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1918 Mar 26
Col. Raynal Bolling (b.1877), architect of American air power in WWI and resident of Greenwich, Connecticut, was shot dead by a German patrol in France.
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1945 Aug 6
Hiroshima, Japan, was struck with the uranium bomb, Little Boy, from the B-29 airplane, Enola Gay, piloted by Col. Paul Tibbets (1915-2007) of the US Air Force along with 11 other men. The 9,600 pound bomb had a 2-part core of enriched uranium-235. It killed an estimated 140,000 people in the first use of a nuclear weapon in warfare. Major Thomas Wilson Ferebee (d.2000 at 81) was the bombardier. Richard Nelson (d.2003) was the radio operator. In 1946 John Hersey authored “Hiroshima,” an account of the bombing based on interviews with 6 survivors.
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1946 May 28
The US Army Air Force initiated the Nuclear Energy for the Propulsion of Aircraft program (NEPA). Fairchild Engine and Airplane Corp. was selected to study the possibility of developing a long range strategic bomber powered by a nuclear reactor.
Links: USA, Aviation, Nuclear, Air Force     Click to see the source(s) for this event 
 
1948 Mar 20
A severe tornado moved through Tinker Air Force Base in Oklahoma City destroying 52 aircraft.
Links: USA, Oklahoma, Tornado, Air Force     Click to see the source(s) for this event 
 
1949 Sep 3
A US Air Force B-29 detected a radioactive cloud over the Pacific, which indicated that the Soviets had detonated an atomic device.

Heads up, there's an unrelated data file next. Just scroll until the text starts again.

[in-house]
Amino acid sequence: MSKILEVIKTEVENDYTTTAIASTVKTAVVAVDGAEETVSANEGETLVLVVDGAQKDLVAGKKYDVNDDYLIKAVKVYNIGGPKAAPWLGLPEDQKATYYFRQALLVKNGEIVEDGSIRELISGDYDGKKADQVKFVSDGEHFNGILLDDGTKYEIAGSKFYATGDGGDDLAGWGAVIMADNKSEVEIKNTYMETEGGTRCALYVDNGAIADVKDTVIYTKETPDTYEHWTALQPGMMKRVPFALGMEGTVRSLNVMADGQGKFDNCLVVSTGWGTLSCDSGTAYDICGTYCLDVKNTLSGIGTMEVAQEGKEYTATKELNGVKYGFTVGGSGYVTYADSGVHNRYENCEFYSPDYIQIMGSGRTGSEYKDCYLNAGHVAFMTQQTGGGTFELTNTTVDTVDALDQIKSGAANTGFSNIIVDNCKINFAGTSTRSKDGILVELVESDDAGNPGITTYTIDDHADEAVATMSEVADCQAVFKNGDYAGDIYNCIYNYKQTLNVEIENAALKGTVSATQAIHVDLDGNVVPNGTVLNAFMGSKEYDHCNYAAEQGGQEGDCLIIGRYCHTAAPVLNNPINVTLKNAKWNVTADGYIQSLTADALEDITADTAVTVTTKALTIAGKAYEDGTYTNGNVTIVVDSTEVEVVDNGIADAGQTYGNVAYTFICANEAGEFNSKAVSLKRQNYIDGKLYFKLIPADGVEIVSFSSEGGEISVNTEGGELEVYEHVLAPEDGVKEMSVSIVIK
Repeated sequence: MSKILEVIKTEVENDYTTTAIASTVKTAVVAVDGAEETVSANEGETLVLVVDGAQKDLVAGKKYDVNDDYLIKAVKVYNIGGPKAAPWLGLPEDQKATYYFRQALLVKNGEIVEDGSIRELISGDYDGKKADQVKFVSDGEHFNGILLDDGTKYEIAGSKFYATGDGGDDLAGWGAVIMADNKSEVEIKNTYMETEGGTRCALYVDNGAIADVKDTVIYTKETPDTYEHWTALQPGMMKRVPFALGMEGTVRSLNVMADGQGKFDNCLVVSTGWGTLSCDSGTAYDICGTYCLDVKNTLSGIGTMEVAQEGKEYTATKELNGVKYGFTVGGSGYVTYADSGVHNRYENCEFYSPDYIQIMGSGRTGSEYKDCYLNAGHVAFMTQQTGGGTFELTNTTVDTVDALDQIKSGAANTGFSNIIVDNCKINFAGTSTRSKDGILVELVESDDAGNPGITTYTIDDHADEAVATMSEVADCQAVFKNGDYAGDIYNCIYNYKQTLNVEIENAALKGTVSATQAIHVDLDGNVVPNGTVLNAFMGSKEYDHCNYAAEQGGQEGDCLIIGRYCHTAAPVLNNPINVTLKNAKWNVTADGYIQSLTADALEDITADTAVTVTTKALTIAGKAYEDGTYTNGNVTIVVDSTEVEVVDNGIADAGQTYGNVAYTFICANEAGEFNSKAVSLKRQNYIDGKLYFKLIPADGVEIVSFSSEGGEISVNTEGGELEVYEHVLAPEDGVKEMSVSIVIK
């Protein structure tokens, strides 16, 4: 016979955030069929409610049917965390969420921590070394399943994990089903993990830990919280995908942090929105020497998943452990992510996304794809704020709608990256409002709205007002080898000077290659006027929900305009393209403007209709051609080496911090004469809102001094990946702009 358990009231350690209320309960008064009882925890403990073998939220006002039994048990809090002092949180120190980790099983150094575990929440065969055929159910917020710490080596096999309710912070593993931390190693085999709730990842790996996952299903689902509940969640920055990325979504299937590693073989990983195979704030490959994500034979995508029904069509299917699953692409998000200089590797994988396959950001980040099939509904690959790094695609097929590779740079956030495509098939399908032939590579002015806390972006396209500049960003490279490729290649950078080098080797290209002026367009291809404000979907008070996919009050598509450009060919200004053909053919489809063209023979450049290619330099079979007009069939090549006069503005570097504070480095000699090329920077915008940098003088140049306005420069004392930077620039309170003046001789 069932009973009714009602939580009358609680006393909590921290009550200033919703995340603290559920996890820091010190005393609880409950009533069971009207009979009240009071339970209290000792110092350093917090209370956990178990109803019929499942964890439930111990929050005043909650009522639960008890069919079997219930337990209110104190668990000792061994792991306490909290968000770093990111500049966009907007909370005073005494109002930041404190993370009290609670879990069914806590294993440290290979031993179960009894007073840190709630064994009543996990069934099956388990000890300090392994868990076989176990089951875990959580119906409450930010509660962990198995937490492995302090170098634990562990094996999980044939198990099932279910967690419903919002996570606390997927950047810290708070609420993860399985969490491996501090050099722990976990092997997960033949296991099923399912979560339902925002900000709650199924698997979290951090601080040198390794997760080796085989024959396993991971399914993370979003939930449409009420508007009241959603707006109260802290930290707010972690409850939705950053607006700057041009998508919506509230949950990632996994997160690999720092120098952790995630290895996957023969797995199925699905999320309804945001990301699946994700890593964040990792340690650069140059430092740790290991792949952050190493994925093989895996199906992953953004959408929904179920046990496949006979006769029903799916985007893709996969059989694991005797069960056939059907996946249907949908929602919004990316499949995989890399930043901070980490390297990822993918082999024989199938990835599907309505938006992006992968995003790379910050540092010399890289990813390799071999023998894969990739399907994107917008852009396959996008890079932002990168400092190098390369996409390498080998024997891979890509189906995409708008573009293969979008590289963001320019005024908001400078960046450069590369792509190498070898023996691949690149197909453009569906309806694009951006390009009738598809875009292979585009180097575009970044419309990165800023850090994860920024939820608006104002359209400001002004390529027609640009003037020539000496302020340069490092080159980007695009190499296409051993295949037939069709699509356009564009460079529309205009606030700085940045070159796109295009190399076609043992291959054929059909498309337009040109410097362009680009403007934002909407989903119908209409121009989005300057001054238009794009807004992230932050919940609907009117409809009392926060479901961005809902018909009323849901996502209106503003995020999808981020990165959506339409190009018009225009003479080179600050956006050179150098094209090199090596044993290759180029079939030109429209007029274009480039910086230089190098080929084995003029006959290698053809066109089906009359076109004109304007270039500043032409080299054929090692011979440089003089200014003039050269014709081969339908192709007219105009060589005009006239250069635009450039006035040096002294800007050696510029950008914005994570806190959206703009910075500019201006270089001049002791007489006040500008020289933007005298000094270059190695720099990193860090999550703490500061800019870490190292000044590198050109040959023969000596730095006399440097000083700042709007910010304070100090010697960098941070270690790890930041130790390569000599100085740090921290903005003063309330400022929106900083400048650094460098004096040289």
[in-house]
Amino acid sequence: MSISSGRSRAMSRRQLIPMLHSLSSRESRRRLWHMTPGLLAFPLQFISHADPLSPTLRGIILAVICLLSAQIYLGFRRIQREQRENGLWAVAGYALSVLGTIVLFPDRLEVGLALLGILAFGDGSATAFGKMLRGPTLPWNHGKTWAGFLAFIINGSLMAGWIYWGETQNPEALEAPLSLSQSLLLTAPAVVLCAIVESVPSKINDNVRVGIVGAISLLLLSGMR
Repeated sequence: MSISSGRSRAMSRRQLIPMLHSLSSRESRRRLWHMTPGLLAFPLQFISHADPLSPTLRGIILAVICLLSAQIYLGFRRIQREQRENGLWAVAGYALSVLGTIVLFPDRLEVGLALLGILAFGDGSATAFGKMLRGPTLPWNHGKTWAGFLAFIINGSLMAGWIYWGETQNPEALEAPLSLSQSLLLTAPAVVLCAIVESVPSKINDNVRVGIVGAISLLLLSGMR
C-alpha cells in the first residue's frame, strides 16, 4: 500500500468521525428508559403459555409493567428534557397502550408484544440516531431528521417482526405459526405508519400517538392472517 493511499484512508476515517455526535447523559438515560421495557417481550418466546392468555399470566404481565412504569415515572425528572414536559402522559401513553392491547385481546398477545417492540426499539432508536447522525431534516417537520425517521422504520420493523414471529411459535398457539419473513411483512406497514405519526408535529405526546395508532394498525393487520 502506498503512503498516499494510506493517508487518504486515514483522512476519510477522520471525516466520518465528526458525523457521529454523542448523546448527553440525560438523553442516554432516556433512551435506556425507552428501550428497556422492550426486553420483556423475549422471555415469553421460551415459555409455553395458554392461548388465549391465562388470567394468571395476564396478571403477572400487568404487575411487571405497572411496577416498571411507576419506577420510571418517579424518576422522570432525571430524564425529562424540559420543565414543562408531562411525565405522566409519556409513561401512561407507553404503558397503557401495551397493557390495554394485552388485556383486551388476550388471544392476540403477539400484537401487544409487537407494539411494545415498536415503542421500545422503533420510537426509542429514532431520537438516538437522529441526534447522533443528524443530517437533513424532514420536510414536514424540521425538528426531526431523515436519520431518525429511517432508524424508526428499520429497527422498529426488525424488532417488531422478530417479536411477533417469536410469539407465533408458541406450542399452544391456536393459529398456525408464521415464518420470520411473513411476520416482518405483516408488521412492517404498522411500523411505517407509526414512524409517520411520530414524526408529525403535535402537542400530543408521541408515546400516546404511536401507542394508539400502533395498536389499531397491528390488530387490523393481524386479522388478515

Links: Russia, USA, USSR, Nuclear, Air Force     Click to see the source(s) for this event 
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1950 Feb 13
A US Air Force B-36 crashed near the coast of northern British Columbia during a simulated nuclear attack on San Francisco. 12 of 17 men on board survived. A Mark 4 bomb, which lacked a plutonium core needed for a nuclear blast, was dropped over the ocean before the plane crashed.
Links: Canada, USA, Air Crash, Nuclear, Air Force     Click to see the source(s) for this event 
 
1950 Mar 22
A one-page memo was addressed to FBI Director J. Edgar Hoover from Guy Hottel, then head of the FBI's Washington, D.C., field office. It relayed some information from an informant. The subject: FLYING SAUCERS INFORMATION CONCERNING: "An investigator for the Air Force stated that three so-called flying saucers had been recovered in New Mexico. They were described as being circular in shape with raised centers, approximately 50 feet in diameter. Each one was occupied by three bodies of human shape but only 3 feet tall, dressed in metallic cloth of a very fine texture. Each body was bandaged in a manner similar to the blackout suits used by speed fliers and test pilots.” The file was released in April 2011 under the Freedom of Information Act. The memo is dated nearly three years after the infamous events in Roswell in July 1947.
Links: USA, New Mexico, FBI, UFO, Air Force     Click to see the source(s) for this event